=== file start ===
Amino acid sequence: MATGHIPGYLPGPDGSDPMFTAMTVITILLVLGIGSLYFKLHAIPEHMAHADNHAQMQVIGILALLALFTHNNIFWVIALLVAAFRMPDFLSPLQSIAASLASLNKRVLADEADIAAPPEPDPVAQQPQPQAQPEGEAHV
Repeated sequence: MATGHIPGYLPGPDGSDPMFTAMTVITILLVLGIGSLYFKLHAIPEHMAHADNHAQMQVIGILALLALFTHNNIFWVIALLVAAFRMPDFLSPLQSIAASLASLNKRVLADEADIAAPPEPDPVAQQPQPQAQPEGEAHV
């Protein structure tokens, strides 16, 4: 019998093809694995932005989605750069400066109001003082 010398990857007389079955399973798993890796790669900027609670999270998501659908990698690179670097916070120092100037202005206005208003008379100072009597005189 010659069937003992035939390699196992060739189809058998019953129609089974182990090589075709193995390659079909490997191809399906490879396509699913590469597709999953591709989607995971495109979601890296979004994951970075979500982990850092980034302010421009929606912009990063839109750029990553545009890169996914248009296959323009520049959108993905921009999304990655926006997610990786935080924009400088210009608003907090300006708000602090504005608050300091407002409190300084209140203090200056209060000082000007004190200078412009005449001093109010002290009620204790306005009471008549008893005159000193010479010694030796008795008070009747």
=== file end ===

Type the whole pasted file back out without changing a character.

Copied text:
Amino acid sequence: MATGHIPGYLPGPDGSDPMFTAMTVITILLVLGIGSLYFKLHAIPEHMAHADNHAQMQVIGILALLALFTHNNIFWVIALLVAAFRMPDFLSPLQSIAASLASLNKRVLADEADIAAPPEPDPVAQQPQPQAQPEGEAHV
Repeated sequence: MATGHIPGYLPGPDGSDPMFTAMTVITILLVLGIGSLYFKLHAIPEHMAHADNHAQMQVIGILALLALFTHNNIFWVIALLVAAFRMPDFLSPLQSIAASLASLNKRVLADEADIAAPPEPDPVAQQPQPQAQPEGEAHV
């Protein structure tokens, strides 16, 4: 019998093809694995932005989605750069400066109001003082 010398990857007389079955399973798993890796790669900027609670999270998501659908990698690179670097916070120092100037202005206005208003008379100072009597005189 010659069937003992035939390699196992060739189809058998019953129609089974182990090589075709193995390659079909490997191809399906490879396509699913590469597709999953591709989607995971495109979601890296979004994951970075979500982990850092980034302010421009929606912009990063839109750029990553545009890169996914248009296959323009520049959108993905921009999304990655926006997610990786935080924009400088210009608003907090300006708000602090504005608050300091407002409190300084209140203090200056209060000082000007004190200078412009005449001093109010002290009620204790306005009471008549008893005159000193010479010694030796008795008070009747």